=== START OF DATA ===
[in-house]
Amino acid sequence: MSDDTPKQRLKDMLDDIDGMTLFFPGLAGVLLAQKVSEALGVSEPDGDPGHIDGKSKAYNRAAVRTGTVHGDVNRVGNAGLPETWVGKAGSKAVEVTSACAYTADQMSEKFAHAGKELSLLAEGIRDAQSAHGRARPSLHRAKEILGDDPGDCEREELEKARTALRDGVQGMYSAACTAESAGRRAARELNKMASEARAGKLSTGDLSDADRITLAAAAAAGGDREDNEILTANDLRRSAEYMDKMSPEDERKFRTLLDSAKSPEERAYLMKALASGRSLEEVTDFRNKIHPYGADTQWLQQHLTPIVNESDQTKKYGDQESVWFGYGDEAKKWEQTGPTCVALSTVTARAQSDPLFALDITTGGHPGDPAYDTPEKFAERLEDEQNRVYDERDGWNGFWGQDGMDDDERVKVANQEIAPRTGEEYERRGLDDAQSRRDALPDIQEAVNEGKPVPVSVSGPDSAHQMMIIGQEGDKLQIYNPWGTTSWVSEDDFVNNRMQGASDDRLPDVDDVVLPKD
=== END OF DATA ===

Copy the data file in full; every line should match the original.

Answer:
[in-house]
Amino acid sequence: MSDDTPKQRLKDMLDDIDGMTLFFPGLAGVLLAQKVSEALGVSEPDGDPGHIDGKSKAYNRAAVRTGTVHGDVNRVGNAGLPETWVGKAGSKAVEVTSACAYTADQMSEKFAHAGKELSLLAEGIRDAQSAHGRARPSLHRAKEILGDDPGDCEREELEKARTALRDGVQGMYSAACTAESAGRRAARELNKMASEARAGKLSTGDLSDADRITLAAAAAAGGDREDNEILTANDLRRSAEYMDKMSPEDERKFRTLLDSAKSPEERAYLMKALASGRSLEEVTDFRNKIHPYGADTQWLQQHLTPIVNESDQTKKYGDQESVWFGYGDEAKKWEQTGPTCVALSTVTARAQSDPLFALDITTGGHPGDPAYDTPEKFAERLEDEQNRVYDERDGWNGFWGQDGMDDDERVKVANQEIAPRTGEEYERRGLDDAQSRRDALPDIQEAVNEGKPVPVSVSGPDSAHQMMIIGQEGDKLQIYNPWGTTSWVSEDDFVNNRMQGASDDRLPDVDDVVLPKD